How Are Revival 1940s Style Suits Constructed?
Our Replica Socialite jackets and trousers are all hand-tailored in our hometown Huddersfield. You can be confident you are getting the highest quality and attention to detail and here's why....
Handwoven Cloth - Simply The Best
Huddersfield is famous for its wool and textile mills. Sadly many have now closed but there is still a cluster of small companies that keep that heritage alive by hand-weave their own cloth in our region, the company we use is one of them so a suit from Revival really is hand constructed from start to finish, quality is what counts for a long-lasting product.
Nothing is mass-produced in fact the manufacturing process is all the opposite of that. The suits are hand cut from a pattern which was taken from an original 1939 Monty Burton suit. The basic suit draught is called a pattern block which is then graded for different sizes plus new patterns taken from it to create a bespoke option where required.
The Making Of Our Replica Suit Jacket - Under Construction
The construction of the jacket follows all the classic tailoring guidelines that have not changed in many years.
Jackets come in two basic designs single and double-breasted. We can produce our suit in single-breasted but because we wanted an exact copy of our original 1939 suit for our off the peg offering we have had to go with double-breasted for accuracy.
Another prominent feature of our replica suit are the wide peak lapels. A peak lapel extends out higher than the upper collar. The point where the lapel meets the collar is called a gorge which is only narrow in this case. The original suit had a neat single buttonhole to the lapel so it goes without saying that ours does too.
Peak lapels are more formal than notch lapels and project a greater sense of authority, which is why they often featured on power suits like the ones worn by upwardly mobile people in the eighties.
Where the lapels fold back is called the roll, the idea is to roll the collar in such a way that it elevates from the chest a little rather like the pages of an open book. One of the ways a bespoke tailor like ours can be judged is by the expertise of their collar roll.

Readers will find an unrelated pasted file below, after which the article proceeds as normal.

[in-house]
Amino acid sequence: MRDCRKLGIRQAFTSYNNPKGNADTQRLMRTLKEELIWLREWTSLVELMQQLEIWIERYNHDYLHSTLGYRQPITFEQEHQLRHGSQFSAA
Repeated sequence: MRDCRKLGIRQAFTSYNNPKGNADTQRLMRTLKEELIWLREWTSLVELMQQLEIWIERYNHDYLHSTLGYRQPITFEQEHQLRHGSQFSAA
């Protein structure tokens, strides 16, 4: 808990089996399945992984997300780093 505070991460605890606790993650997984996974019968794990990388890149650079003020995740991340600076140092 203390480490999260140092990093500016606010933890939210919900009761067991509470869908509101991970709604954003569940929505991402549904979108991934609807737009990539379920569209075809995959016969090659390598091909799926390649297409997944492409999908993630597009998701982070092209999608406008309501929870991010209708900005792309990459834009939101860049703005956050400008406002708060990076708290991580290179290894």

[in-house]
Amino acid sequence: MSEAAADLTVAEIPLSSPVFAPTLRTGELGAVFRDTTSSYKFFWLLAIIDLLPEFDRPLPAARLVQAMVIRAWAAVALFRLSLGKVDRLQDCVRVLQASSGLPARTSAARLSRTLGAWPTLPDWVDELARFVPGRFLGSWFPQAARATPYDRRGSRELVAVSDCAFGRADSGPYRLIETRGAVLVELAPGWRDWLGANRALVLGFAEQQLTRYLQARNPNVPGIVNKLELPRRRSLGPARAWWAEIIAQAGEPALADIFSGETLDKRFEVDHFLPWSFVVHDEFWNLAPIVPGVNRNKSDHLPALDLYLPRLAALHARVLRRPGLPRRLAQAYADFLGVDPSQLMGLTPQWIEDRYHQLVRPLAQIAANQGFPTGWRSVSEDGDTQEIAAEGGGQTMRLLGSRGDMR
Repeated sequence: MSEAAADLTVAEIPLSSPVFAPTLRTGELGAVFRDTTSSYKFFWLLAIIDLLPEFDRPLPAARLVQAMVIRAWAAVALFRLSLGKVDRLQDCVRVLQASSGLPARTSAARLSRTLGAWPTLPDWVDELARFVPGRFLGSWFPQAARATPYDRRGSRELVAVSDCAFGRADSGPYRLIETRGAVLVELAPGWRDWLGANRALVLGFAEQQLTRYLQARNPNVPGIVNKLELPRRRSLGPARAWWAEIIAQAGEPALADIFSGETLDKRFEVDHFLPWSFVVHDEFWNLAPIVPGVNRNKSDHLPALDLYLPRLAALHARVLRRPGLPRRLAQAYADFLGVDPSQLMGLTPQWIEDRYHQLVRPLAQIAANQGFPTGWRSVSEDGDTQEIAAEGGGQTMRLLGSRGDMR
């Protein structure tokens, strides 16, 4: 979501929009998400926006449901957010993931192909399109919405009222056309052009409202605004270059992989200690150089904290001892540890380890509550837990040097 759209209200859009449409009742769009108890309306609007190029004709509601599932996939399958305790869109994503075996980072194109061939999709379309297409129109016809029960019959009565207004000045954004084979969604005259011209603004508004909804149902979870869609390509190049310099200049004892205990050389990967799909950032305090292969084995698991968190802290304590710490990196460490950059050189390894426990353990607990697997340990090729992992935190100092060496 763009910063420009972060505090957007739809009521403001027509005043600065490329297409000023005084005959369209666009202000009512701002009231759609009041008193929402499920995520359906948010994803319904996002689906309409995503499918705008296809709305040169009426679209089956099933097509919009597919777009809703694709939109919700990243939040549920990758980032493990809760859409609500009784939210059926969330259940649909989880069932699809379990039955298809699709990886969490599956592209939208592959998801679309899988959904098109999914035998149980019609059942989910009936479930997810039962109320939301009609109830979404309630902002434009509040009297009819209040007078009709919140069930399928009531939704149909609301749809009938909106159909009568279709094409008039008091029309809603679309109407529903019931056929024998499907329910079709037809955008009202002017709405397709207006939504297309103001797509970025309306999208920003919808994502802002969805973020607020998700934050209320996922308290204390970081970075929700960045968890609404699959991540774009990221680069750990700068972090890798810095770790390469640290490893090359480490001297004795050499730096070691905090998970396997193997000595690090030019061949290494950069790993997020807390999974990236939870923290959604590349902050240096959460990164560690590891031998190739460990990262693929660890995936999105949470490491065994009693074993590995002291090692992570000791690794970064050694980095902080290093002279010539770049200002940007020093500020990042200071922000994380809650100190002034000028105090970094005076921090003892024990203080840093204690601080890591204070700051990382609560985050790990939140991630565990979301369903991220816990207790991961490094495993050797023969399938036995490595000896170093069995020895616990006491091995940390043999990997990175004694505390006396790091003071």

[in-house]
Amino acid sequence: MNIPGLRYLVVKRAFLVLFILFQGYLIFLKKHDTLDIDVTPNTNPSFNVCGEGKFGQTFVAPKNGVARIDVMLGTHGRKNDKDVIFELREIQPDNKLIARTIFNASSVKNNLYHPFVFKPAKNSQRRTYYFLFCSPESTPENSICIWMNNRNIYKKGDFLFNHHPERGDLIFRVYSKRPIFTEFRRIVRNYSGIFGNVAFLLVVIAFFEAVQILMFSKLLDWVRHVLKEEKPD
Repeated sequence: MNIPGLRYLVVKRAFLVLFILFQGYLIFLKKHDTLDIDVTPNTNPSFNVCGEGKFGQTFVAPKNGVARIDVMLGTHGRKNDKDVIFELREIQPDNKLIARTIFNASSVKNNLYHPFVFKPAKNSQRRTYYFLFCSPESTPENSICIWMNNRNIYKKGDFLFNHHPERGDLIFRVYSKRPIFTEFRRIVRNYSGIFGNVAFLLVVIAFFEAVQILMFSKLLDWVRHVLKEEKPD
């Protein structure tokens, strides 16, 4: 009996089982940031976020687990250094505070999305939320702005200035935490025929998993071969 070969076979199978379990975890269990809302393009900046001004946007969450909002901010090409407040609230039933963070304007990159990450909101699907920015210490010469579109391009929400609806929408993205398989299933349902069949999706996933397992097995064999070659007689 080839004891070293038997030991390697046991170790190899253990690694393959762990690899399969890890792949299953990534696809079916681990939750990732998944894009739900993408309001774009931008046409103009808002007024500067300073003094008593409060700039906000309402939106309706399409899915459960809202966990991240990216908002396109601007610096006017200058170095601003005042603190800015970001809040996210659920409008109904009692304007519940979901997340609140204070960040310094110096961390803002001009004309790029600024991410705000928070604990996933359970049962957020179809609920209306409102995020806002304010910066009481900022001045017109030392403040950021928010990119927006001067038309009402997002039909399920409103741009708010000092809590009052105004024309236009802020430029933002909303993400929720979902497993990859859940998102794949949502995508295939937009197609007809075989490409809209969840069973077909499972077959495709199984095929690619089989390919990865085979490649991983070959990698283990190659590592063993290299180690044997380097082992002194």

We are confident you will like the way we roll.
Revival Suit Jacket Interior - It's What's On The Inside That Matters
The jacket construction has several layers consisting of canvas, light padding and interfacings to add strength and definition to the suit. They are like the bones of the suit for which the cloth skin sits. Clever use of these elements can alter the whole look of a suit. Through their expertise, our tailor expertly achieves a higher rolled crown to the sleeve head plus light padding the upper chest which gives a broad masculine took to the shoulders, again exactly like our original suit.
While you can see the lining of a suit, the canvas is invisible, a layer made of wool and horsehair (for stiffness) that sits between the suit fabric and the lining. The purpose of the canvas is to help the suit hang optimally and conform it more to your form. In fact, you’ll often hear it said that canvas actually improves the look of a suit over time as the heat of your body shapes it to fit. The canvas is stitched loosely in between layers so that it moves with you. This is called a floating canvas rather than an iron-on fused type of facing which can cause bubbles over time. With our replica suit being double-breasted it has a half floating canvas.
The Suit Drape - The Shape Of Things To Come
The fabric which makes up the main body of the suit is called the drape. To shape the drape darts are used to pinch in and seam the fabric so that it follows the contours of the body. Our jacket has darts which finish just above the pocket which is the general standard. The less darting the more informal and relaxed looking a jacket is.
Waist suppression is related to the suit drop, which is a number indicating a difference between the size of your suit jacket and the waist size of your suit pants. For example, if you have a 40 jacket size and a 34 waist size, this is a standard “drop 6” suit.
The lower half of a jacket is called the skirt. At the back of which you will find one or two openings or vents. Our suit jacket has two vents, of course, designed to look neater and minimise creasing when you sit. A double vent is not only accurate for the forties period but a hallmark of a higher quality garment as single vents are less expensive to make.
Vintage Suit Pockets - Don't Get In A Flap
Less formal 1940s vintage suit jackets may have patch or jetted pockets. Ours has a welt chest pocket which has a slight curve to it or 'bateau (boat)' as it is sometimes known.
The two lower pockets are hidden beneath the surface of the suit jacket except for the flaps covering them. With a late 30s, 1940s suit like ours the pockets and flaps extend around the sides slightly so that they can still be viewed from the back.
Vintage Suit Buttons - We Have Closure
Finally the buttons! Our suit is a 6x2. The first number represents the total number of buttons 'showing' on the front, with the second number indicating how many of those can be fastened. There are also four 'kissing' buttons at each wrist. Unlike a modern suit there is a functioning opening at the wrist, so the buttons are working, not just for show.
Phew and that's just the jacket! When I studied Fashion Design many years ago I can remember the classes on tailoring blew my mind. It requires precision and great patience neither of which I had as a young woman and even less so nowadays. What an amazing skill to possess when most of the clothing industry is getting bogged down with cost-cutting, mass production and fast fashion.
Mark Wears Our Revival Replica Suit with our own brand shirt plus accessories all of which are available on our website - www.revivalvintage.co.uk